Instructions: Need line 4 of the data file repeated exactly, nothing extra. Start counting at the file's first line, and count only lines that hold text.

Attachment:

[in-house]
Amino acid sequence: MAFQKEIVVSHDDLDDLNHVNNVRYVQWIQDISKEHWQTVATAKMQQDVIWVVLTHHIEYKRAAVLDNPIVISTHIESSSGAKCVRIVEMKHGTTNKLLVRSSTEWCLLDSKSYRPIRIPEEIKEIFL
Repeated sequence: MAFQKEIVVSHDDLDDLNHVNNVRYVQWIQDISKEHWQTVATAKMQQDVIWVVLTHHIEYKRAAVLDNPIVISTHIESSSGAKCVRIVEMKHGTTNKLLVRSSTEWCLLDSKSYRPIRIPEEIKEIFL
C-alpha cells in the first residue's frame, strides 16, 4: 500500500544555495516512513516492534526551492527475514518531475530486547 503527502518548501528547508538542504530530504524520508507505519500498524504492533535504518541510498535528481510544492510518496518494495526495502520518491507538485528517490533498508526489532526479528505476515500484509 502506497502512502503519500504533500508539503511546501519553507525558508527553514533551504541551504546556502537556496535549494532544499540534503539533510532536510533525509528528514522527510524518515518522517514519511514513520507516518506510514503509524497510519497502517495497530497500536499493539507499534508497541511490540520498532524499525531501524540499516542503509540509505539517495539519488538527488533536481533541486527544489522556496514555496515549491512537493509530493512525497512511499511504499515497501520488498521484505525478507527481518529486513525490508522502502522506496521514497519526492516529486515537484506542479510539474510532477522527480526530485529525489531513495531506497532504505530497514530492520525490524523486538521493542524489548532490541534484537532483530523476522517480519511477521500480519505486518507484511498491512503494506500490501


C-alpha cells in the first residue's frame, strides 16, 4: 500500500544555495516512513516492534526551492527475514518531475530486547 503527502518548501528547508538542504530530504524520508507505519500498524504492533535504518541510498535528481510544492510518496518494495526495502520518491507538485528517490533498508526489532526479528505476515500484509 502506497502512502503519500504533500508539503511546501519553507525558508527553514533551504541551504546556502537556496535549494532544499540534503539533510532536510533525509528528514522527510524518515518522517514519511514513520507516518506510514503509524497510519497502517495497530497500536499493539507499534508497541511490540520498532524499525531501524540499516542503509540509505539517495539519488538527488533536481533541486527544489522556496514555496515549491512537493509530493512525497512511499511504499515497501520488498521484505525478507527481518529486513525490508522502502522506496521514497519526492516529486515537484506542479510539474510532477522527480526530485529525489531513495531506497532504505530497514530492520525490524523486538521493542524489548532490541534484537532483530523476522517480519511477521500480519505486518507484511498491512503494506500490501